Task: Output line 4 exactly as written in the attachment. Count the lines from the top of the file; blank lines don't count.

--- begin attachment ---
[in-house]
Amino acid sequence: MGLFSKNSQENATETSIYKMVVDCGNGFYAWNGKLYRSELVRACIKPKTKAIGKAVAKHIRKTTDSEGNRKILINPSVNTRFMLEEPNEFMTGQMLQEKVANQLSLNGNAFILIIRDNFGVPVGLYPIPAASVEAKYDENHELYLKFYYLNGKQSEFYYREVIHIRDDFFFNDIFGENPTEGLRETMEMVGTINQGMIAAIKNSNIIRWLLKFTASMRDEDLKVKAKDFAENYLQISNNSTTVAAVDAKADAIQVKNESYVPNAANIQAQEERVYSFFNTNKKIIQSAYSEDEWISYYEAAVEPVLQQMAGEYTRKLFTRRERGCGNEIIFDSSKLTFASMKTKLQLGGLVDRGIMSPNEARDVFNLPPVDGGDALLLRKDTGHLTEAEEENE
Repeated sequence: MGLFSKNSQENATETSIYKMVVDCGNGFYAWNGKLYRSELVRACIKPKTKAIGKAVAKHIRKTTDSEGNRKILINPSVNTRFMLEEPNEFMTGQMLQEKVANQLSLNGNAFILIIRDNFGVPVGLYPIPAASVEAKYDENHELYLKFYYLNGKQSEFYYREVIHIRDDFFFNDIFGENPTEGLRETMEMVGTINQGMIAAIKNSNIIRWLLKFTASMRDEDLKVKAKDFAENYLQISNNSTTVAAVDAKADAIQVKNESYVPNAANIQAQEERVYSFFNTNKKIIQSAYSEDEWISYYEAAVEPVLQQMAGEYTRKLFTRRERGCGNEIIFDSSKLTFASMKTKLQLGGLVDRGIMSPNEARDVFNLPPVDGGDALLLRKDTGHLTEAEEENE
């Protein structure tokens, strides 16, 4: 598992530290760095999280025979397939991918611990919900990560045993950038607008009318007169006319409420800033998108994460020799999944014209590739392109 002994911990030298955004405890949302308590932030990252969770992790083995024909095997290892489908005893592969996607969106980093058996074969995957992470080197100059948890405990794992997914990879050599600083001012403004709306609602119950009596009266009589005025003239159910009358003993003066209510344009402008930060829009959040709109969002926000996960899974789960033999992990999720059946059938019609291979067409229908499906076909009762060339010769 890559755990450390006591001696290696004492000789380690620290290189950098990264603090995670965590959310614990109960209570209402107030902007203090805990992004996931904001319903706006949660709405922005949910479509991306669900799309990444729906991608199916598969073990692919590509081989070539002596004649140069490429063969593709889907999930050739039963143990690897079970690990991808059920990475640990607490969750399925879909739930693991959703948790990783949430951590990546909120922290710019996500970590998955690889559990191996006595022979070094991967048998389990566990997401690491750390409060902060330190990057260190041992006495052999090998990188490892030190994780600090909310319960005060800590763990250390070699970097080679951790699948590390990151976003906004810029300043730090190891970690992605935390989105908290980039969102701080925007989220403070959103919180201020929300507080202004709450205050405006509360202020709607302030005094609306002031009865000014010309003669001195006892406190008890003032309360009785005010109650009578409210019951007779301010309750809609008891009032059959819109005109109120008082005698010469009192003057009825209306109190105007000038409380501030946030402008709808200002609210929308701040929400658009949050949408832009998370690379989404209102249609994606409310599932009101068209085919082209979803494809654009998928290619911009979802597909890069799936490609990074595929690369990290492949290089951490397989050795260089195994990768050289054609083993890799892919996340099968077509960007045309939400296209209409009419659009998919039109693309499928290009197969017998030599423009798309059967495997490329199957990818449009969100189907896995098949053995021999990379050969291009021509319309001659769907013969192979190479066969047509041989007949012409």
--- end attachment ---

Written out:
């Protein structure tokens, strides 16, 4: 598992530290760095999280025979397939991918611990919900990560045993950038607008009318007169006319409420800033998108994460020799999944014209590739392109 002994911990030298955004405890949302308590932030990252969770992790083995024909095997290892489908005893592969996607969106980093058996074969995957992470080197100059948890405990794992997914990879050599600083001012403004709306609602119950009596009266009589005025003239159910009358003993003066209510344009402008930060829009959040709109969002926000996960899974789960033999992990999720059946059938019609291979067409229908499906076909009762060339010769 890559755990450390006591001696290696004492000789380690620290290189950098990264603090995670965590959310614990109960209570209402107030902007203090805990992004996931904001319903706006949660709405922005949910479509991306669900799309990444729906991608199916598969073990692919590509081989070539002596004649140069490429063969593709889907999930050739039963143990690897079970690990991808059920990475640990607490969750399925879909739930693991959703948790990783949430951590990546909120922290710019996500970590998955690889559990191996006595022979070094991967048998389990566990997401690491750390409060902060330190990057260190041992006495052999090998990188490892030190994780600090909310319960005060800590763990250390070699970097080679951790699948590390990151976003906004810029300043730090190891970690992605935390989105908290980039969102701080925007989220403070959103919180201020929300507080202004709450205050405006509360202020709607302030005094609306002031009865000014010309003669001195006892406190008890003032309360009785005010109650009578409210019951007779301010309750809609008891009032059959819109005109109120008082005698010469009192003057009825209306109190105007000038409380501030946030402008709808200002609210929308701040929400658009949050949408832009998370690379989404209102249609994606409310599932009101068209085919082209979803494809654009998928290619911009979802597909890069799936490609990074595929690369990290492949290089951490397989050795260089195994990768050289054609083993890799892919996340099968077509960007045309939400296209209409009419659009998919039109693309499928290009197969017998030599423009798309059967495997490329199957990818449009969100189907896995098949053995021999990379050969291009021509319309001659769907013969192979190479066969047509041989007949012409």